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Tuesday, July 16, 2024

Timepiece: Superstitions and Folk Tales

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Arkansas River Valley Business Directory

By Dr. Curtis Varnell

Growing up at the base of the Ouachita mountains, most of us are the product of the many superstitions and folk tales that abound throughout the region.  As products of the Scotch-Irish, German, and African-American settlers, we received a veritable smorgasbord of ingrained beliefs that supposedly assist us through the unsettled span of our lifetimes.

Surpassing the traditional and pedestrian superstitions such as lucky rabbit’s feet and black cats, mountain superstitions prescribe our behavior for events ranging from our birth, marriage, and even our burial.  Growing up in the area, superstitions become ingrained and accepted as facts of life.

My father, the third of ten boys, was delivered by a midwife.  When he arrived, he had a caul called a veil across his face and head.  These occur in one out of eight hundred thousand births and generally, the membrane is harmless and quickly removed. Famous people including Sigmund Freud, Charlemagne, and Napoleon were born with veils and my dad joined that fortunate group, according to local superstition, of being in line for a special life, the ability to predict events and to have extraordinary perception.  The elderly midwife pulled my grandparents aside to inform them of this blessing and to pronounce him as a blessed child.

Although unsure of the folk tale, my father had uncanny abilities of reading people and getting along with everyone.  Rising from a very humble beginning, he developed extensive business relationships with car companies and was considered very successful in life.

My oldest uncle, William was born with one ear.  My grandmother always believed she had “marked” him while he was in the womb when she pulled her hair back over the right ear and smearing it with blood while skinning a squirrel. 

One of the strangest superstitions of the region has to do with the mad-stone.  The mad-stone is a stony concretion and comes only from the stomach of an albino deer.  When used correctly, it has curative powers and the ability to cure rabies, rattlesnakes, and spider bites, among other things.  Several people, including the Cox family of Cox valley fame, have possession of such stones, which are passed from father to son.  When needed, the stone is placed on the wound or bite.  It is left directly upon the wound where it “sucks’ the blood from the wound until it falls off on its own.  It is then placed in sweet milk until the milk turns green, indicating the poison is removed.  People throughout the region attest to its effectiveness and, in a period of time when rabies and snakebites more often than not lead to death, mad stones and their owners were much in demand.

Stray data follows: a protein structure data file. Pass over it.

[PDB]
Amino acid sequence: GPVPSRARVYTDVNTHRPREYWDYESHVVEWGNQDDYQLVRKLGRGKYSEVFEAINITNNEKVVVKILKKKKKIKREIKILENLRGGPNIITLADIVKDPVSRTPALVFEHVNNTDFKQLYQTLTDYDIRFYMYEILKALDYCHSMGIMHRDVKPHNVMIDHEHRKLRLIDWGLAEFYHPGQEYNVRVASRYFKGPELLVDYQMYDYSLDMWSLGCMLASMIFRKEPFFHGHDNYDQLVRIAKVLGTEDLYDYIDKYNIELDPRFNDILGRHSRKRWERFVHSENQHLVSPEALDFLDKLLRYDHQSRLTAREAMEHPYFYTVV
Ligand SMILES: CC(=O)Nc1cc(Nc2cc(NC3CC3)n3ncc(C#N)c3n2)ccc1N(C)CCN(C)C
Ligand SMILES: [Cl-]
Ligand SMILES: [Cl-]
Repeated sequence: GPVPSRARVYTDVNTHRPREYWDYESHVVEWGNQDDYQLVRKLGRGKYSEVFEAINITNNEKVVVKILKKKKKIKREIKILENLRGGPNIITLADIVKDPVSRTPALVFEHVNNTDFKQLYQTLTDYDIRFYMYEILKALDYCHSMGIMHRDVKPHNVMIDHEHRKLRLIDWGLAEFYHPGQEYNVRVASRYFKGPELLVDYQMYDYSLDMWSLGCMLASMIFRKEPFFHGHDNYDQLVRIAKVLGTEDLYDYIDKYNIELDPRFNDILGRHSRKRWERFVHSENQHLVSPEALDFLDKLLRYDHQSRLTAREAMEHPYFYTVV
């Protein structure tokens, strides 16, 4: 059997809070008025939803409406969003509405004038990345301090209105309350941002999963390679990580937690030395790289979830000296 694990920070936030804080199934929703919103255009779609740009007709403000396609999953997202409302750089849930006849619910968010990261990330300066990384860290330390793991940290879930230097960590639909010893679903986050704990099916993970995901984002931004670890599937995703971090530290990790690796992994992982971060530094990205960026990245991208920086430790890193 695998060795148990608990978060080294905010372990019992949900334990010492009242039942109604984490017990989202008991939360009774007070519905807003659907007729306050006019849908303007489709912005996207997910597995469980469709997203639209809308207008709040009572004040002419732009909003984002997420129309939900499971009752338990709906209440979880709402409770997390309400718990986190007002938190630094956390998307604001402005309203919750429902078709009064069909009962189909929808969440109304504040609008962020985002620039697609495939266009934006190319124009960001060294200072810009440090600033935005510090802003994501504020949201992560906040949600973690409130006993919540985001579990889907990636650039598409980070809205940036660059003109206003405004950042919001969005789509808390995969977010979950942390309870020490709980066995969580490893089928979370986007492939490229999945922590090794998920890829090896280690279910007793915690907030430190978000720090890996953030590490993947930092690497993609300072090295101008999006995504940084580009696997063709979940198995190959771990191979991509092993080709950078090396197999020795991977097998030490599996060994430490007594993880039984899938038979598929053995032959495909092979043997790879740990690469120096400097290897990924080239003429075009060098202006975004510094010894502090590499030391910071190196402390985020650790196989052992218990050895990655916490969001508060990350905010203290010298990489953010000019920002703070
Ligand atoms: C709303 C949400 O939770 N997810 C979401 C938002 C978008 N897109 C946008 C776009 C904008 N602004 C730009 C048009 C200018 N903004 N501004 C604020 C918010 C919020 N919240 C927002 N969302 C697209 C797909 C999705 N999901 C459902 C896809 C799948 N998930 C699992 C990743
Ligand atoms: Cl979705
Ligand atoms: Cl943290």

As a child, I once slipped out with my uncle Jerry and was introduced to the habit of cigarette smoking.  Huddled inside our hide-out, we smoked an entire package of Salem cigarettes.  That night, I was sick unto death!  My grandmother, not knowing what was wrong but sure she had the remedy, mixed me a spoonful of sugar and coal oil.  Holding my nose, she poured a spoonful of the gritty mixture down my throat. Not only did it help my stomach, it completely cured me of any desire to ever smoke again.  I am not sure it was from the remedy or the fact that I was afraid that any fire constructed near my mouth might lead to a fatal explosion from the fuel. 

I am not sure what superstitions are true and what are not, but I am not going to walk across someone’s grave, break a mirror intentionally, and, if I spill the salt, I am going to throw a spoonful over my left shoulder.

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Tammy Teague
Tammy Teague
Tammy is the heart behind the brand. Her tenacity to curate authentic journalism, supported by a genuine heart is one her many wholesome qualities.
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